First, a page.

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Headshot of Rayna McClendon

Rayna McClendon is an alumna of the UNC Hollywood Internship Program. (photo by Laura Huertas)

Alumna Rayna McClendon found her love of screenwriting through classes in the department of communication at UNC.

Growing up in Atlanta, even in a family of classic movie watchers, Rayna McClendon thought her writerly ambitions would take form on paper, not on screen.

“I pretty quickly knew that I wanted to be a writer,” said McClendon (communication studies ’09), who today is a Hollywood writer and producer. “Writing poems and short stories was a way for me to express some of the things that I wasn’t able to vocalize as a teenager. Telling stories gave me the opportunity to grapple with all those emotional things that were going on in my life.”

McClendon chose Carolina for its creative writing program, and came in knowing that would be her minor, but she needed a major. She briefly considered journalism, but a media theory class helped her discover the department of communication. After that, she poured her storytelling into screenwriting.

“I always knew what I was meant to do, and I’m very grateful that I was given the opportunity specifically at Carolina to explore that,” said McClendon, who returned to campus last spring for a talk on “Navigating the Film Industry.” “I still had to learn a ton. That’s what I was able to receive at Carolina.”

McClendon participated in the UNC Hollywood Internship Program, a prestigious industry immersion experience that has been offered by the department each summer since 1992. She was assigned to Mosaic Media Group, a talent management company. There she was asked to help process the ever-growing pile of scripts submitted by hopeful writers. Reading a script and providing a synopsis and an opinion on its viability is called “doing coverage.”

Rayna McClendon holds a sign on the strike line.
Rayna McClendon participated in the Writers Guild of America (WGA) strike.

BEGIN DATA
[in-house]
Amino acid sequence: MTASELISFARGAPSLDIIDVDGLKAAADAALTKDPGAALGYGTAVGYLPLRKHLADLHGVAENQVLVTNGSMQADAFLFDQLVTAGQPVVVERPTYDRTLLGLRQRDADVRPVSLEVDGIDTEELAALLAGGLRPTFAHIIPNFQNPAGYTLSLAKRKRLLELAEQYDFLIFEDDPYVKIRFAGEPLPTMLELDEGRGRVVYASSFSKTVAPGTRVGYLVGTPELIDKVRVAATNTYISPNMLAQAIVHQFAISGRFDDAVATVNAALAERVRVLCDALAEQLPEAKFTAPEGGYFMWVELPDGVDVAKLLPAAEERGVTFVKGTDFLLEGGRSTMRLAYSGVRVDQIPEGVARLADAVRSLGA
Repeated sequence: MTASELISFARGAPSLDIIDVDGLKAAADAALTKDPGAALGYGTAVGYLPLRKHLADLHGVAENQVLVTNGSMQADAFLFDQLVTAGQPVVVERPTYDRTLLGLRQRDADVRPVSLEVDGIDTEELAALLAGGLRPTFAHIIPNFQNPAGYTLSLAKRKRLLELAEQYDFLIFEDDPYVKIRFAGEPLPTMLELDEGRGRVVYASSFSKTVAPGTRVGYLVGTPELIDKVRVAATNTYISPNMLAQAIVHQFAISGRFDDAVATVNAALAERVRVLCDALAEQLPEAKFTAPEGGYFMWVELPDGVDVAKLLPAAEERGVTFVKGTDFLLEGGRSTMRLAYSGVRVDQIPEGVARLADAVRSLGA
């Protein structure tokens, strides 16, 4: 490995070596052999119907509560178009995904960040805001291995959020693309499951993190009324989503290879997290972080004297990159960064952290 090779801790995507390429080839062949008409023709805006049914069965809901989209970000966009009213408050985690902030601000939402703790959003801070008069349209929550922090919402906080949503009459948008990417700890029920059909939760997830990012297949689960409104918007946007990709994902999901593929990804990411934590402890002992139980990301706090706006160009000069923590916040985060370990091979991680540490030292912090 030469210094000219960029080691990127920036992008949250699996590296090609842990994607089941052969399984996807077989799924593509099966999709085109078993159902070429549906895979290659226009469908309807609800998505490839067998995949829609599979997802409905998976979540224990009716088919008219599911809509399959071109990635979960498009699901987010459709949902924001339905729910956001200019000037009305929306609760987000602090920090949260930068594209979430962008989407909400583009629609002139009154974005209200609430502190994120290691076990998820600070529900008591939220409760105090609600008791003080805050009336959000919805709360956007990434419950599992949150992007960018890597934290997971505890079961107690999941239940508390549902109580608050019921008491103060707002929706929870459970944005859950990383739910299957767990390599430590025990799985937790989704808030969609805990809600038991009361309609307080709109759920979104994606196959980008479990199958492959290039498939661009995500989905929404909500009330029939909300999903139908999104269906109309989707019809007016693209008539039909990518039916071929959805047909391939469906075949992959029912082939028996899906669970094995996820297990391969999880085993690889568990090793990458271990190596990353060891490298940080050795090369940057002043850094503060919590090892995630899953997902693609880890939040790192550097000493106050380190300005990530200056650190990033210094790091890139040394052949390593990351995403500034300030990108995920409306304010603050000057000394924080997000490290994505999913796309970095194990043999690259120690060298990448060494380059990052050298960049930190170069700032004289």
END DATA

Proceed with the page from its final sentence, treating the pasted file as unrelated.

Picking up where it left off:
“Doing coverage was probably the most valuable thing for me as a writer,” she said. “I could read scripts that were already in production, too.”

McClendon’s first official job in Hollywood was in Mosaic’s mailroom. “Best job ever, I loved it,” she said. In 2009, the job was responsible for incoming and outgoing media, which meant handling CDs or DVDs of people’s work, including burning highlight reels of performers the agency represented. Having learned to edit video in the UNC Multimedia Lab from Mark Robinson helped McClendon; she once edited a reel for a young Jessica Chastain. She continued reading scripts and began to be hired to write them.

She wrote for “Awkward,” a series that ran for five seasons on MTV, and then “Finding Carter,” “Briarpatch” and “Deadly Class.” She served as a writer and producer of “The Walking Dead: World Beyond” and is a co-executive producer for Marvel Studios.

In 2021, LucasFilm came calling with a super-secret project that ended up being “Obi-Wan Kenobi,” a Disney+ mini-series that was an expansion of the Star Wars cinematic universe. “I grew up on Star Wars,” she said.

McClendon was hired to help flesh out the female characters in “Obi-Wan Kenobi,” which dramatized the early relationship between the title character and Darth Vader. She wrote 15 pages full of recommendations. She found herself especially drawn to Reva, a new character.

“Reva had never been seen before, and she was going to be played by a Black woman,” McClendon said. “She was also going to be a villain. I was excited about the trailblazing element, but also, I felt super-protective of her.”

An early draft had Reva giving a speech revealing her motivations. “This is the biggest thing with storytelling ­— you always have to figure out, what does the character want?” McClendon said.

Another character asks Reva what she wants, and McClendon had her respond simply, “What I’m owed.” That line made it into the show.

“When I saw it on screen, I got goosepimples,” she said. “I knew that I had figured out that character, and that felt great.”

By Claire Cusick (M.A. ’21)


Published in the Fall 2023 issue | Alumni Up Close, Tar Heels Up Close

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